Rush hour subway traffic

Roughly a minute after we arrived our train approached and began loading. Justin and I squeezed our way into the already packed space lined with people making their trip home after another workday. We hastily found a small pocket of space near the subway doors and immediately grabbed the red handles dangling above our heads. People bumped into one another as everyone boarding tried to find a space to occupy for their ride to their destinations as periodic tones of whispered discussion could be heard through the mass of bodies. We were close enough to everyone around us that it would have been uncomfortable and borderline unacceptable in any other context, but the confined space made such proximity a necessity. Eventually, everyone settled in as the train doors drew closed around us. Moments later the train took off and we were en route to our evening destination.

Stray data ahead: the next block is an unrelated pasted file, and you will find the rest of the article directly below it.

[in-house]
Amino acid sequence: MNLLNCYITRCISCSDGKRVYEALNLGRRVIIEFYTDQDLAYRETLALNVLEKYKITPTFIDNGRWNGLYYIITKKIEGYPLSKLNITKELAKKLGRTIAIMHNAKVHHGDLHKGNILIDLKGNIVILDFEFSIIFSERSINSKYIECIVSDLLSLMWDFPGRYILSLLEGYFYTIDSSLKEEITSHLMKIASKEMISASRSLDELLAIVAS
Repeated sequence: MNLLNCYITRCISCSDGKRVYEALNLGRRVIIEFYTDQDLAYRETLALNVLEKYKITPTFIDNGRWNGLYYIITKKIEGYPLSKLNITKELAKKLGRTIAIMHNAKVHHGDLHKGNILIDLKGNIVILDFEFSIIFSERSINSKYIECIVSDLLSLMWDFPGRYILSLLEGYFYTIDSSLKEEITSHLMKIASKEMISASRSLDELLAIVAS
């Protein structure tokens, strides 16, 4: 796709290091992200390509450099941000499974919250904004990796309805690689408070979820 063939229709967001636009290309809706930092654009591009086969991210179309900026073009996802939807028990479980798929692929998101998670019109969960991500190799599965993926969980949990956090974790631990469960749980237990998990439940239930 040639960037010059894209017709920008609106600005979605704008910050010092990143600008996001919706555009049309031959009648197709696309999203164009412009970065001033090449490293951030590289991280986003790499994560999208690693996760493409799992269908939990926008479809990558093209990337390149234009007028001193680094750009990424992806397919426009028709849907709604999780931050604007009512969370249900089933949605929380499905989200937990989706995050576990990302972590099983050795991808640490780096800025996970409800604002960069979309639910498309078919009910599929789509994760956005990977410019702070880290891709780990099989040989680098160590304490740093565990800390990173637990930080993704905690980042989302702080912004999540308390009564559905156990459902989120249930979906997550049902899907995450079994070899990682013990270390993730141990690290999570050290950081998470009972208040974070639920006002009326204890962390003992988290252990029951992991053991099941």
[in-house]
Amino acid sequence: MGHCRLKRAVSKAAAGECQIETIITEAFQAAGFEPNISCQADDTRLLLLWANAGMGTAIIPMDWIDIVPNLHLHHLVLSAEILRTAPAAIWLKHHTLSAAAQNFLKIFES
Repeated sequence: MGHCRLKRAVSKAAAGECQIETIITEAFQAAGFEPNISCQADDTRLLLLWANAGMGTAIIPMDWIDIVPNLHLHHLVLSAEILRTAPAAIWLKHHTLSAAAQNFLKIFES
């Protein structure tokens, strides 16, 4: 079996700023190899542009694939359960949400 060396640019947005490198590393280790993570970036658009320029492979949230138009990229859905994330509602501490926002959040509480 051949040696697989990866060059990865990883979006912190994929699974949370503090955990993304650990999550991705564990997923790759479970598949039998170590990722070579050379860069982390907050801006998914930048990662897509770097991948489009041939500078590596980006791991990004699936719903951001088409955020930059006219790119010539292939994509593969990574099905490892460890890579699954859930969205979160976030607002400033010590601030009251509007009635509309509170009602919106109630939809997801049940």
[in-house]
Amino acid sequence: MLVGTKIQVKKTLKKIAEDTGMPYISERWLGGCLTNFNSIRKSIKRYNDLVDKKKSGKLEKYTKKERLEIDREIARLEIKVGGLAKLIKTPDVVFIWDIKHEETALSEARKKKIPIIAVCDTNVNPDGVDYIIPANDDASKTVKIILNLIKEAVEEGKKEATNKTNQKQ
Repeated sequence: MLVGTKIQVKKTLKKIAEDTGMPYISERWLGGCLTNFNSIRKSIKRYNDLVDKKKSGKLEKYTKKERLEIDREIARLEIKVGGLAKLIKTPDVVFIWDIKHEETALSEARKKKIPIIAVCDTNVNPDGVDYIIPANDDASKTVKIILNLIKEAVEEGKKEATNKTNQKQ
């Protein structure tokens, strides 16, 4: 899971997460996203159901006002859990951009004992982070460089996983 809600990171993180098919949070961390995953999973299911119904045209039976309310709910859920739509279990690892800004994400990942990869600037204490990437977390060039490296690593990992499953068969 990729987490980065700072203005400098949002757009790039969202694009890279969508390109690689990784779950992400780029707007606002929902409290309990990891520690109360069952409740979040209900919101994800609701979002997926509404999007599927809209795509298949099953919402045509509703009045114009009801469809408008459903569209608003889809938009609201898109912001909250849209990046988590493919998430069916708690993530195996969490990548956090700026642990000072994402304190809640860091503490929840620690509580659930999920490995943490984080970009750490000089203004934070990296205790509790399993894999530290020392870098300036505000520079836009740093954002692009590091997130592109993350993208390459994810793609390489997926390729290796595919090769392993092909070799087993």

Just another day...
Initially, the new experience made me focus on the speed we were traveling and the sounds of the train clicking along the tracks. However, after the first few stops I began to take notice of the scene around me. The train was crammed with people like livestock in a pen. I watched as they all swayed side to side in unison with the movements of the train cars, standing silent with their eyes fixed on the ground as we stopped at each terminal and accelerated to the next. Some of them would periodically shuffle off of the train at the stops we made with the same stoic looks cast across their faces. The sight of it all made me think about how odd we are as people and reminded me of our tendency to fall into routines that become just another part of our lives.